Simply put, ghost guns are firearms without serial numbers. These weapons—from handguns to assault rifles—are virtually untraceable by law enforcement.
Gun manufacturers are required by the federal Gun Control Act of 1968 to engrave serial numbers on all guns. Ghost guns, however, circumvent federal law by being sold as DIY (do it yourself) kits. According to the Bureau of Alcohol, Tobacco, Firearms, and Explosives (ATF), these “80%” or “unfinished” kits “do not meet the definition of ‘a firearm.'”
Ghost Guns Are Easy to Make and Sell
Ghost gun kits—and fully assembled weapons—are favored by some gun rights activists and people who do not wish to or cannot purchase guns legally (e.g., minors, convicted felons). Increasingly, ghost guns are found in criminal investigations, according to the Center for American Progress.
Currently, ghost guns are legal under federal and Pennsylvania state law, but that could change.
PA AG Wants to Outlaw Ghost Guns
In December 2019, Pennsylvania Attorney General Josh Shapiro attempted to require gun show operators to do background checks on people buying gun kits. Several gun rights groups immediately sued. In January 2020, Commonwealth Court Judge Kevin Brobson issued a preliminary injunction against Shapiro and the Pennsylvania State Police. The case is still being litigated.
Shapiro, who is running for governor as a Democrat next year, responded, “I will continue to fight … to close this gaping loophole in the system that allows criminals to get their hands on untraceable, unserialized, DIY firearms.”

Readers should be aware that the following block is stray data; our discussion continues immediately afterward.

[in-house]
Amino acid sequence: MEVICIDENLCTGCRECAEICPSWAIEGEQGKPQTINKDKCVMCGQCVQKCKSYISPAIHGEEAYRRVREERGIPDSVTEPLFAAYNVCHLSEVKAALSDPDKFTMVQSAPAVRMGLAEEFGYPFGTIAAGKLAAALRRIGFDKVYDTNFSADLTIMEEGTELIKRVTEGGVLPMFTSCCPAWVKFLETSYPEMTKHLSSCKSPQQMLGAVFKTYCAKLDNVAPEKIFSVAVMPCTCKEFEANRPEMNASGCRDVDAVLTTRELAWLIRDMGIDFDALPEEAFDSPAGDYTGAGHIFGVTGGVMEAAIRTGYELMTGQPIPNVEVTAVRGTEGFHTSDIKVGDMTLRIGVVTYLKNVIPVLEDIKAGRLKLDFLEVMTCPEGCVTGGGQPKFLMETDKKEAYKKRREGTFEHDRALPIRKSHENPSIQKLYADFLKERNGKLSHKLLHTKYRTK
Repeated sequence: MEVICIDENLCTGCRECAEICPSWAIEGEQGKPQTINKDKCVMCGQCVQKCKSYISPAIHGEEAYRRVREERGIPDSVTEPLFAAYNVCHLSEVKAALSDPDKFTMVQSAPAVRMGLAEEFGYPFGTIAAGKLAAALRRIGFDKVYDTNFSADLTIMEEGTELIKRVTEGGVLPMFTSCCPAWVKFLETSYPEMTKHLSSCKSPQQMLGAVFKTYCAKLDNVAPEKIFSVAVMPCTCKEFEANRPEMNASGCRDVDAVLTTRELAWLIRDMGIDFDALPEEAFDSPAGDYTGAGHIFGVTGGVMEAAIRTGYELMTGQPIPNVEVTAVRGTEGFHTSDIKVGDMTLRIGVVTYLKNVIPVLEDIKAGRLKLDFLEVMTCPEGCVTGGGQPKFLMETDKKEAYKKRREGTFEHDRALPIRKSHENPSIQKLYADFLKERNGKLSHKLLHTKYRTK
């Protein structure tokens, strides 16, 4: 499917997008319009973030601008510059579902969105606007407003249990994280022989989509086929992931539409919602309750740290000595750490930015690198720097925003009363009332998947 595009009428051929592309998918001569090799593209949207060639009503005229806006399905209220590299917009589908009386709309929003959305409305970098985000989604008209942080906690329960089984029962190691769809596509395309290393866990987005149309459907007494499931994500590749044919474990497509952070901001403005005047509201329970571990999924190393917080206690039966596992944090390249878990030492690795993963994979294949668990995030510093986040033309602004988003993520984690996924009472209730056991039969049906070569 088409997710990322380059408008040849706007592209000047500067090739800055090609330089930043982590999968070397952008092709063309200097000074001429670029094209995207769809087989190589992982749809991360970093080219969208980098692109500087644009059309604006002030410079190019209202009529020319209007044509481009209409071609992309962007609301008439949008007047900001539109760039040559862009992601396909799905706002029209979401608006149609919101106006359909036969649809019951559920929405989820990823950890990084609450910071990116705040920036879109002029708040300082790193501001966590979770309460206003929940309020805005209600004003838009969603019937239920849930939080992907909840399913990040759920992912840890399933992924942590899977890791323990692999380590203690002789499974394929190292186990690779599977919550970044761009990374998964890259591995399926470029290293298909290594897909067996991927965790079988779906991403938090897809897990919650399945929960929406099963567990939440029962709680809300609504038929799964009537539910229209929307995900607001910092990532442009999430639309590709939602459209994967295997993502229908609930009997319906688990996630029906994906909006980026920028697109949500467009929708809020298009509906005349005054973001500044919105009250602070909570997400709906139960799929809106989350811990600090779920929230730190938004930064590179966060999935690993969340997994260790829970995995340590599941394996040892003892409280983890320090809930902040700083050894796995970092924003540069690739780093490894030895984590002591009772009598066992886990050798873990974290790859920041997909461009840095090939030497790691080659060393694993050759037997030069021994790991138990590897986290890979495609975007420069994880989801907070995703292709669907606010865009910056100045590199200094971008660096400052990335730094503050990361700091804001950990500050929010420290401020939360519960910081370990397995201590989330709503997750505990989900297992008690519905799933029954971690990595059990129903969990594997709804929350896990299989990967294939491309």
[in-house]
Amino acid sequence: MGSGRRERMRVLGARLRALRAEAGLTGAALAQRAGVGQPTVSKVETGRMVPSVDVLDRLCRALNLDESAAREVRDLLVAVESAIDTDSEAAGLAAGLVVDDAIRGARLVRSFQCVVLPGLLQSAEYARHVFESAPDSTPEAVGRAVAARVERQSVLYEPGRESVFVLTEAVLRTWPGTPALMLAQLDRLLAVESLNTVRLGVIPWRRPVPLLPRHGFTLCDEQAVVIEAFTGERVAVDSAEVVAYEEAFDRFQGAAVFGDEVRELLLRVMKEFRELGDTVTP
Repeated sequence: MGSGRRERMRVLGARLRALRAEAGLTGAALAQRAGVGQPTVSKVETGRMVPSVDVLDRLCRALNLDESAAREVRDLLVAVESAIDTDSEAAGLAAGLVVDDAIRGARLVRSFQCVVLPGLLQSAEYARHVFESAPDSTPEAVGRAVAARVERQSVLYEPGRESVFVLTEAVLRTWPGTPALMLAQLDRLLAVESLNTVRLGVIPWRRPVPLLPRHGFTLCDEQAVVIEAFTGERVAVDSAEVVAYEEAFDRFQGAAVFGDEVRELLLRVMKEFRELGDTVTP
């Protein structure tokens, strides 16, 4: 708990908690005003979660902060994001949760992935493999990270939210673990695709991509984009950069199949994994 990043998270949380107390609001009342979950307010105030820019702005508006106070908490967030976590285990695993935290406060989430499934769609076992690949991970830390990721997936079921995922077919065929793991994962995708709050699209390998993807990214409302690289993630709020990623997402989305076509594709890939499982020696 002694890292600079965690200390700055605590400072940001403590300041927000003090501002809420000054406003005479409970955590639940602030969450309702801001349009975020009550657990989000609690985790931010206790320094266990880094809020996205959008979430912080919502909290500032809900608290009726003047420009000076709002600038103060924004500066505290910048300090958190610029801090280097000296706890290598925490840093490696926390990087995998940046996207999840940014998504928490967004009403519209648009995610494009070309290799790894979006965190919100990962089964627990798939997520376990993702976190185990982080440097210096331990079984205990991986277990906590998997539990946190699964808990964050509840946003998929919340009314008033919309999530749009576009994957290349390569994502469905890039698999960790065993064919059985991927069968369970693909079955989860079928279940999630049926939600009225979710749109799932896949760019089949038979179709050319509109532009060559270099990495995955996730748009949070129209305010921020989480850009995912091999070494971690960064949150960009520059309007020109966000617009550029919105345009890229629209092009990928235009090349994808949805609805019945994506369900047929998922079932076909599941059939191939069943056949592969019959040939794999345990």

Alleged Gun Traffickers Arrested in New Jersey
Toward that end, this October, Shapiro and New Jersey acting Attorney General Andrew Bruck announced the indictment of William Pillus of Lincoln Park, New Jersey. Pillus has been charged with five gun-related felonies.
Pillus allegedly purchased 13 nine-millimeter handgun kits at a gun show in Allentown, Pennsylvania. DIY gun kits are illegal in New Jersey. A joint investigation under the PA/NJ Gun Trafficking Initiative tracked Pillus to his New Jersey home.
Pennsylvania has also partnered with Connecticut, New York, and New Jersey to prosecute gun traffickers with the cooperation of the ATF.
Ghost Guns Are Illegal in Philadelphia
While ghost guns are still legal in Pennsylvania, they are definitely not in the city of Philadelphia. In March, four Philadelphia men were arrested for selling or buying DIY gun kits at the Morgantown Gun Show in February.
The Attorney General's and Philadelphia DA's Gun Violence Task Forces are prosecuting the men.
The Lento Law Firm Protects Gun Owner Rights
“Pennsylvanians who manufacture, sell, buy, or possess ghost guns face an uncertain future with both federal and state regulators looking to make ghost guns illegal,” said criminal defense attorney Joseph D. Lento.
“If you are charged with a crime involving any kind of firearms, but especially gun kits, call me today at 888-535-3538. I will protect your rights.”